reasonable, consideration should be given to whether or not the allocated expense
is proximately and primarily related to the business, among other facts and
By definition, the second "reasonableness" standard set forth in Reg.
1.512(a)-1(c) indicates that more than one method of allocation was anticipated by
the Service. Thus, a reasonable method of apportioning expenses must be allowed
even though it may not be the best method.
Whether or not a method of allocating expenses is a reasonable one is a
factual determination. Rensselaer Polytechnic Institute v. Commissioner, 732 F.2d
1058 (2d Cir. 1984). Based on section 720(7) of IRM 7(10)69, it appears that an
exempt organization is allowed to compute and claim deductions from unrelated
business income on the basis of a reasonable allocation formula, even if the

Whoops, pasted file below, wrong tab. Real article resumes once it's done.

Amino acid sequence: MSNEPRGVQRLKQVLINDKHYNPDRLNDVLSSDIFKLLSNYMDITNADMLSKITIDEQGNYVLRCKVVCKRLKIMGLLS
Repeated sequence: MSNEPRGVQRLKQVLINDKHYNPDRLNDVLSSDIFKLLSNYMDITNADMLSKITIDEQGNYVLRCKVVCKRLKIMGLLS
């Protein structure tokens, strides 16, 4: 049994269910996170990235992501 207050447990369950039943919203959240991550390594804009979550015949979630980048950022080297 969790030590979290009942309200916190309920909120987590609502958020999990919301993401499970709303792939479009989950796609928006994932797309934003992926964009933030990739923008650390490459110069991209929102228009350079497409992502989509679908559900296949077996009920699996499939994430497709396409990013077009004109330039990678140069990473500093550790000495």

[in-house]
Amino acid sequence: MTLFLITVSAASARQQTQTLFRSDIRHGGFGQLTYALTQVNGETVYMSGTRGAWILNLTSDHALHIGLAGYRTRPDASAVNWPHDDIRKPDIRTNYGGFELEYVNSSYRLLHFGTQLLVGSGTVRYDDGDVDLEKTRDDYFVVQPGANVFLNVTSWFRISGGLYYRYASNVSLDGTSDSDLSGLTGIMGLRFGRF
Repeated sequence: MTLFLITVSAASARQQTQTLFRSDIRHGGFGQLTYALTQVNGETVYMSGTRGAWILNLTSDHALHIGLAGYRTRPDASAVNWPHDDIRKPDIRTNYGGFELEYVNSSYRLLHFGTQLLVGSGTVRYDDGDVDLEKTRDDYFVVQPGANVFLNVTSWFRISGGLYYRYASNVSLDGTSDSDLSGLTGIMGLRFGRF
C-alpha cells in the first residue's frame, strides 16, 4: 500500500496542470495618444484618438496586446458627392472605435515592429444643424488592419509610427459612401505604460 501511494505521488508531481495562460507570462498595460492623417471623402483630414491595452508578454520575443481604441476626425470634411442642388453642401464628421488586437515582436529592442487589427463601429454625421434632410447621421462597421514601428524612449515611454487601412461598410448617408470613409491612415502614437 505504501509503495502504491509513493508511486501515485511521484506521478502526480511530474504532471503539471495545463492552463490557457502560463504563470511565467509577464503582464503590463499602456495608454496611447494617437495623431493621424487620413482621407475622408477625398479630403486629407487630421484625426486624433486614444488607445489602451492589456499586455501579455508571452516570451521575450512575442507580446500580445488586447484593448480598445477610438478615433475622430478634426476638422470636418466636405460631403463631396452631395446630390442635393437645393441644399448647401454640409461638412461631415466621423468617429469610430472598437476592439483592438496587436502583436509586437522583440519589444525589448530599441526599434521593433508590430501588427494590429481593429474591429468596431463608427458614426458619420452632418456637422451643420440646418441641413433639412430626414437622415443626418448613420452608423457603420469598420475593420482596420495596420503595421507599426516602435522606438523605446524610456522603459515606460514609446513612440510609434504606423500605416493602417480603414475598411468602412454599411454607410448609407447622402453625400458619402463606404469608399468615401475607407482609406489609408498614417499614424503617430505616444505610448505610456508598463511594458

formula could not be precisely substantiated by source documentation. In Cohan v.
Commissioner, 39 F.2d 540, 544 (2d Cir. 1930), the Second Circuit Court of
Appeals held that a taxpayer was entitled to some deduction in his theatrical
managing business for substantial entertainment expenses incurred in his business
even though he had not and "probably could not" substantiate the exact amount of
such expenses. The court found that the taxpayer had spent substantial sums for
entertainment and that these expenses were allowable deductions. Any allocation,
though, should be made "bearing heavily against the taxpayer whose inexactitude
is [its] own making."
This does not alter the fact, however, that it is still necessary for an
organization to substantiate its deductions and keep records so as to establish the
amount of gross income and deductions in accordance with Reg. 1.6001-1(c). In
CORE Special Purpose Fund v. Commissioner, T.C. Memo 1985-48 (January 30,
1985), the Tax Court ruled that it could not apply the Cohan rule in a case where